Effect of Winter Root-zone Temperature on Root Regeneration of Peach Rootstocks

in HortScience
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  • 1 U.S. Department of Agriculture, Agricultural Research Service, Southeastern Fruit and Tree Nut Research Laboratory, 21 Dunbar Road, Byron, Georgia 31008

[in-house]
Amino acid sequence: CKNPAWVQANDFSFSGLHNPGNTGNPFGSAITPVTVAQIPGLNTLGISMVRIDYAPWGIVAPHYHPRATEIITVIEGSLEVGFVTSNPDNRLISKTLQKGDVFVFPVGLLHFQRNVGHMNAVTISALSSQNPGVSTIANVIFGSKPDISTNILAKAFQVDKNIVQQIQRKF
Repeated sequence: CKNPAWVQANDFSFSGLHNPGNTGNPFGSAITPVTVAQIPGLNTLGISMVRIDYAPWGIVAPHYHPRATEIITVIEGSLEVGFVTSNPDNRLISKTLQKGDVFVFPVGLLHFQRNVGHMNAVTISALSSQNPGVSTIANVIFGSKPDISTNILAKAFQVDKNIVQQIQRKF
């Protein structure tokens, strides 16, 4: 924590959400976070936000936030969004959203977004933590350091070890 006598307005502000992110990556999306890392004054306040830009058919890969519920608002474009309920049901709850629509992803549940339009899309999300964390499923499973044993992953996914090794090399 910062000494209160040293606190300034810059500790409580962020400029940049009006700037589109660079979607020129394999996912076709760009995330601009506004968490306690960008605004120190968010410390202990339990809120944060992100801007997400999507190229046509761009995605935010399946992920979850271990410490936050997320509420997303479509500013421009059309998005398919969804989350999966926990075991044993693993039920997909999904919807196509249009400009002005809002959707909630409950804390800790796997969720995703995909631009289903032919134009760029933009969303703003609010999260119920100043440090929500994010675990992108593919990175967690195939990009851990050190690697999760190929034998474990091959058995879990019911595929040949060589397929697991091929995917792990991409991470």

Roots of dormant peach trees can grow when soil temperatures are >7 °C, which commonly occurs in the southeastern U.S. during the winter. In our tests, root growth on 1-year-old nursery trees was minimal at 7 °C, and increased with temperature up to at least 16 °C, but rootstocks varied greatly in their regeneration at a given temperature. Trees on seedling rootstocks of `Guardian™', `Halford' and `Lovell' regenerated roots more slowly than those on `Nemaguard' at soil temperatures >7 °C. The regeneration rates mirrored the relative susceptibility of these rootstocks to peach tree short life syndrome in the southeastern U.S., which is associated with parasitism by ring nematode.

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